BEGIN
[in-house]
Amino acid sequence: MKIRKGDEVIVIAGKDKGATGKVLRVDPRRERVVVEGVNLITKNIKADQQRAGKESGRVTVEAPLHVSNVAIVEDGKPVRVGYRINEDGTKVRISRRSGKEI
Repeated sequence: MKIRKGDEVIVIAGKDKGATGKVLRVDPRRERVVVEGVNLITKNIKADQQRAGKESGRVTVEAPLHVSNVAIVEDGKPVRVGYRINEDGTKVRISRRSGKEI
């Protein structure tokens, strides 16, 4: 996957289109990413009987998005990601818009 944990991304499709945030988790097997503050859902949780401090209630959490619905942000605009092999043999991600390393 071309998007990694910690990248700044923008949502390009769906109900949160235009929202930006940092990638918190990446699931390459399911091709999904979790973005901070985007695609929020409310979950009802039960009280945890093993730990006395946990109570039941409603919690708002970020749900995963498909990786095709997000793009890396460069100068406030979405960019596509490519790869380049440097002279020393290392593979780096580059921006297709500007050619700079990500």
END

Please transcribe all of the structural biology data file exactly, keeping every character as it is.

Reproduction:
[in-house]
Amino acid sequence: MKIRKGDEVIVIAGKDKGATGKVLRVDPRRERVVVEGVNLITKNIKADQQRAGKESGRVTVEAPLHVSNVAIVEDGKPVRVGYRINEDGTKVRISRRSGKEI
Repeated sequence: MKIRKGDEVIVIAGKDKGATGKVLRVDPRRERVVVEGVNLITKNIKADQQRAGKESGRVTVEAPLHVSNVAIVEDGKPVRVGYRINEDGTKVRISRRSGKEI
């Protein structure tokens, strides 16, 4: 996957289109990413009987998005990601818009 944990991304499709945030988790097997503050859902949780401090209630959490619905942000605009092999043999991600390393 071309998007990694910690990248700044923008949502390009769906109900949160235009929202930006940092990638918190990446699931390459399911091709999904979790973005901070985007695609929020409310979950009802039960009280945890093993730990006395946990109570039941409603919690708002970020749900995963498909990786095709997000793009890396460069100068406030979405960019596509490519790869380049440097002279020393290392593979780096580059921006297709500007050619700079990500």